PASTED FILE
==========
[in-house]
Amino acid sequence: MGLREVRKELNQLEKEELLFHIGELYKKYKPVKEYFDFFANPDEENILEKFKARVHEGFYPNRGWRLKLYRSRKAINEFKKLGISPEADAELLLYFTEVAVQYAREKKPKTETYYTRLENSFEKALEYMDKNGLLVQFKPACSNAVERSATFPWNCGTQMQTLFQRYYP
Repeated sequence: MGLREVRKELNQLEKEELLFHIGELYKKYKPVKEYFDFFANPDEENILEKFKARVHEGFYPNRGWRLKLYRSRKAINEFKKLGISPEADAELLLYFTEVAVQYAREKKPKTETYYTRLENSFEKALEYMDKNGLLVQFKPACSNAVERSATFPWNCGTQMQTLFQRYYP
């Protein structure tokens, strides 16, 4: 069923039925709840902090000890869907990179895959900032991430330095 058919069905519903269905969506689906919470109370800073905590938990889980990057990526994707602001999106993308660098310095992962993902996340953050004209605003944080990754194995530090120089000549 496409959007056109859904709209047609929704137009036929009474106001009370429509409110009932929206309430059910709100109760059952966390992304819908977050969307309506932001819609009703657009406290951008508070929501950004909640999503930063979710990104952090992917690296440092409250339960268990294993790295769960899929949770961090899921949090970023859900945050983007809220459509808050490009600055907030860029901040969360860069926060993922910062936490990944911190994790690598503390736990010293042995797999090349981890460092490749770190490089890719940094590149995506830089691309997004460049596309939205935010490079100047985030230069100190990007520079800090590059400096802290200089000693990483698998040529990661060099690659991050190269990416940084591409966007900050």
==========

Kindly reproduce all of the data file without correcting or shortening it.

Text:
[in-house]
Amino acid sequence: MGLREVRKELNQLEKEELLFHIGELYKKYKPVKEYFDFFANPDEENILEKFKARVHEGFYPNRGWRLKLYRSRKAINEFKKLGISPEADAELLLYFTEVAVQYAREKKPKTETYYTRLENSFEKALEYMDKNGLLVQFKPACSNAVERSATFPWNCGTQMQTLFQRYYP
Repeated sequence: MGLREVRKELNQLEKEELLFHIGELYKKYKPVKEYFDFFANPDEENILEKFKARVHEGFYPNRGWRLKLYRSRKAINEFKKLGISPEADAELLLYFTEVAVQYAREKKPKTETYYTRLENSFEKALEYMDKNGLLVQFKPACSNAVERSATFPWNCGTQMQTLFQRYYP
């Protein structure tokens, strides 16, 4: 069923039925709840902090000890869907990179895959900032991430330095 058919069905519903269905969506689906919470109370800073905590938990889980990057990526994707602001999106993308660098310095992962993902996340953050004209605003944080990754194995530090120089000549 496409959007056109859904709209047609929704137009036929009474106001009370429509409110009932929206309430059910709100109760059952966390992304819908977050969307309506932001819609009703657009406290951008508070929501950004909640999503930063979710990104952090992917690296440092409250339960268990294993790295769960899929949770961090899921949090970023859900945050983007809220459509808050490009600055907030860029901040969360860069926060993922910062936490990944911190994790690598503390736990010293042995797999090349981890460092490749770190490089890719940094590149995506830089691309997004460049596309939205935010490079100047985030230069100190990007520079800090590059400096802290200089000693990483698998040529990661060099690659991050190269990416940084591409966007900050």